DENHAM SPRINGS -- They don’t like Common Core, the teacher evaluation system, Type 2 charter schools, or Education Superintendent John White.
But they love teachers and support education.
Four candidates for the District 6 seat on the state Board of Elementary and Secondary Education (BESE) expressed those views Wednesday at a candidate forum sponsored by the Louisiana Public School Coalition. It was held at the Denham Springs/Walker Branch Library.
Seeking the seat Oct. 12 are Vicki Auguste, of Prairieville; Ciara Hart, Baton Rouge; Ronnie Morris, Baton Rouge; and Gregory Spiers, Springfield.
District 6 is made up of Livingston, Tangipahoa, and Washington parishes and part of Ascension and East Baton Rouge parishes.
From their opening statements, the candidates made some of their stances clear.
“I’m not against all charter schools, but we’re at a point in time we need to put a ban,” said Auguste, who described herself as a veteran educator of 24 years.
Charters are “taking a lot of much-needed funds from public school systems,” she said. “Corporations only see our kids as dollar signs.”
“I will fight to get rid of John White,” Auguste said. “John White is the biggest problem. When he was appointed, I was more qualified,” she said, citing her four degrees.
Hart, an eighth-grade American history teacher, said her dream is for “every child to have an equitable education.”
Teachers should be paid as professionals, she said.
Louisiana must address the growing number of students entering schools whose first language is not English and adopt a “curriculum that addresses the needs of students, a curriculum that doesn’t make an assumption of what children need to know.”
Morris said he went to college at age 32 and after graduation taught high school calculus and physics for a year. He also volunteers in public schools, at one time bringing Junior Achievement into schools – Istrouma, Dunham, and Catholic High.
“I appreciate the cultures of different schools.”
“Teaching is a profession, and teachers should be treated as professionals and compensated as a professional,” he said.
Morris said he supports early childhood education.
“Seventy-five percent of eighth-graders aren’t proficient in language skills,” he said. “We need to teach kids to read. They should be literate by third grade.”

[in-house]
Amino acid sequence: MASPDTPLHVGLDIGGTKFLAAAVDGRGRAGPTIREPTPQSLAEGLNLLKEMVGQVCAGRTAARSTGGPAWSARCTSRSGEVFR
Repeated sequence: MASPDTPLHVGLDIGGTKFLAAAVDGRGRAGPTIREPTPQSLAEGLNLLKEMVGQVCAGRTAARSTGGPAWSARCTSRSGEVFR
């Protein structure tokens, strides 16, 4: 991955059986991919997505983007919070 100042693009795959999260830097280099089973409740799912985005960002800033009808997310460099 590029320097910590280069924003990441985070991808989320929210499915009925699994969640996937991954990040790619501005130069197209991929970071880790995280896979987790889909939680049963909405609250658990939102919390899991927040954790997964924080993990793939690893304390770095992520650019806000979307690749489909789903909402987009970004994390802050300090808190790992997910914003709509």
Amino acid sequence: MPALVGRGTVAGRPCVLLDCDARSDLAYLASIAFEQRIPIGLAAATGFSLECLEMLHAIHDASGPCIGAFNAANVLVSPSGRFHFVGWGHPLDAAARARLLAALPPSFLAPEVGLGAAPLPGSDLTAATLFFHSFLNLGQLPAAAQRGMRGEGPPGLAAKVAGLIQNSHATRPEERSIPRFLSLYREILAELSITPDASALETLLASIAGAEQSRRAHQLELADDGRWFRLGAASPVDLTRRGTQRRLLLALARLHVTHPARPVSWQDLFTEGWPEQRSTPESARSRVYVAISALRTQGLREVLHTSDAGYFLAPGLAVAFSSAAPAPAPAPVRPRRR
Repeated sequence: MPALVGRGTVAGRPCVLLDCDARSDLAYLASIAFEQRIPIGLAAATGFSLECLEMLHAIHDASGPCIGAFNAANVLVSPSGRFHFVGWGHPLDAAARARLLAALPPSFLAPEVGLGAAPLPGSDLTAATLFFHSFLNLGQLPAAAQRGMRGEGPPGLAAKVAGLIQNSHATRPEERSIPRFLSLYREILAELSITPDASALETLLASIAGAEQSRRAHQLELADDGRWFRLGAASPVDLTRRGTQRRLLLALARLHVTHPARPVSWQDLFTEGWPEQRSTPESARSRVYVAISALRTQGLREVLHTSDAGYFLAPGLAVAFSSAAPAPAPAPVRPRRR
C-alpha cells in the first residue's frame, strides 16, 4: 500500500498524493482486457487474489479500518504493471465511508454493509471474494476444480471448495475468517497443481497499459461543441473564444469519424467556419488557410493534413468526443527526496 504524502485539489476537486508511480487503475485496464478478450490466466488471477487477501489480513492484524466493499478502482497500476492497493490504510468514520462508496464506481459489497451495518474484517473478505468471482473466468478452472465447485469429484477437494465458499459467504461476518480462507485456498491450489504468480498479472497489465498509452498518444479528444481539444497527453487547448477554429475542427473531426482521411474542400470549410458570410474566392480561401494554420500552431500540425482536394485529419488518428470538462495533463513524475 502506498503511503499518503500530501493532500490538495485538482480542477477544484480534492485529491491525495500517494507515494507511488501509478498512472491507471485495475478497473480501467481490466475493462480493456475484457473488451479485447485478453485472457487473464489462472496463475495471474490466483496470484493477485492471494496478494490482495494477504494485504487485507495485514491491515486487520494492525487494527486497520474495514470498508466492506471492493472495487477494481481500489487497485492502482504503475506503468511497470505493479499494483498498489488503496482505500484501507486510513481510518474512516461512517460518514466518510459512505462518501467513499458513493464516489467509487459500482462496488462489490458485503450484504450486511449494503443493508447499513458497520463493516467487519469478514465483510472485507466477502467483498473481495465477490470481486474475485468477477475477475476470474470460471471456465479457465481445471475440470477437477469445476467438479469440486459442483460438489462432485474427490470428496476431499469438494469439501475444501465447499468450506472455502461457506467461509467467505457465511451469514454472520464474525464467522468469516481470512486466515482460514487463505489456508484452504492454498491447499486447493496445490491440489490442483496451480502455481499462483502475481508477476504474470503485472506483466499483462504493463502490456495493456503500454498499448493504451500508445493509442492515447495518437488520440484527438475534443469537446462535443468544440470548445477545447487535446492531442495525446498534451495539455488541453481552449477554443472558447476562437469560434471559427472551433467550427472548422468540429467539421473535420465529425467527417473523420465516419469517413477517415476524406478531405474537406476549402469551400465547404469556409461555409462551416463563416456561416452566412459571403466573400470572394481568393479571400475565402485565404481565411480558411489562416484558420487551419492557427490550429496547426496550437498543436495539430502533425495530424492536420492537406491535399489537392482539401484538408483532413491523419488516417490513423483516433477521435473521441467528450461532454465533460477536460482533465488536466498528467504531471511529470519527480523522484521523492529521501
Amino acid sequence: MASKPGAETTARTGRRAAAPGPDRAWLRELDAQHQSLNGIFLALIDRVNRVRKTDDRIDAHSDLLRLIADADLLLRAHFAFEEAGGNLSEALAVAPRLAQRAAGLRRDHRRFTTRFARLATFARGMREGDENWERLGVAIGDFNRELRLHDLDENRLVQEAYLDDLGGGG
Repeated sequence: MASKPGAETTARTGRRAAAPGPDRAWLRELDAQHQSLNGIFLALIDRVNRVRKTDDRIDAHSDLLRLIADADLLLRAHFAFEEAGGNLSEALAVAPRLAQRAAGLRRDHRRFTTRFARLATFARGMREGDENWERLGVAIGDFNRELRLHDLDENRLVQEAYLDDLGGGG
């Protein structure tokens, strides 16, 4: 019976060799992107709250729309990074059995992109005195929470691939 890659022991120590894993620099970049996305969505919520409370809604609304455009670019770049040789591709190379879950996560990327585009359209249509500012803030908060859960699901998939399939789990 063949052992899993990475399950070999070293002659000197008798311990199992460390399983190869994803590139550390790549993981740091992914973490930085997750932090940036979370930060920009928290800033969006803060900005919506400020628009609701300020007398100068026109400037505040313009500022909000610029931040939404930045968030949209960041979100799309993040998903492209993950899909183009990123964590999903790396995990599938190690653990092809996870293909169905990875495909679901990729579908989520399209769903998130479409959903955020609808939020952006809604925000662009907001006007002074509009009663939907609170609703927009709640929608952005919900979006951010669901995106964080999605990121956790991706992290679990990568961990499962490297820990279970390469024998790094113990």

Spiers also recounted his own educational experience after serving four years as a SEAL in the U.S. Navy, going from substitute teacher to full-time teacher at Ponchatoula High for two years, where he taught juniors and seniors who were not going to college.
“Only 19 percent of students graduate with four-year degrees; the other 81 percent go into the workforce,” Spiers said. “We are not preparing them.”
BESE needs to focus on teacher attrition, getting rid of Common Core, and “give more authority back to local school districts," Spiers said.
“Education reform has been a complete failure,” Spiers said. “Common Core was to standardize every student in the nation.
“We were 48th in math. After 10 years, we’re still 48th,” he said. “Our superintendent is the third highest-paid superintendent, more than double the governor.”
Morris said some reforms are working with the state’s graduation rate at 81 percent, its highest level.
Better transparency for parents to make choices in schools is needed, he said, along with improving the relationship between White, BESE and local districts.
“Reform needs to be reformed,” Hart said. “Louisiana has to make education the main priority. Reform is a way to divide our community into either pro-charter or traditional (schools).”
“Reform is another way of saying school choice,” Auguste said, “another way to say separation. We are selling our kids out to these major corporations.
“Education reform for who? John White? We have to be a BESE board willing to work with the superintendent, but the superintendent must be willing to work with BESE.”
Their approach to BESE
“I can work with the new BESE members. We need a majority to make things happen,” Auguste said.
“I can do that. I can show them the raw data that education reforms are smoke and mirrors,” she said. "You watered down the standards to inflate the graduation rate.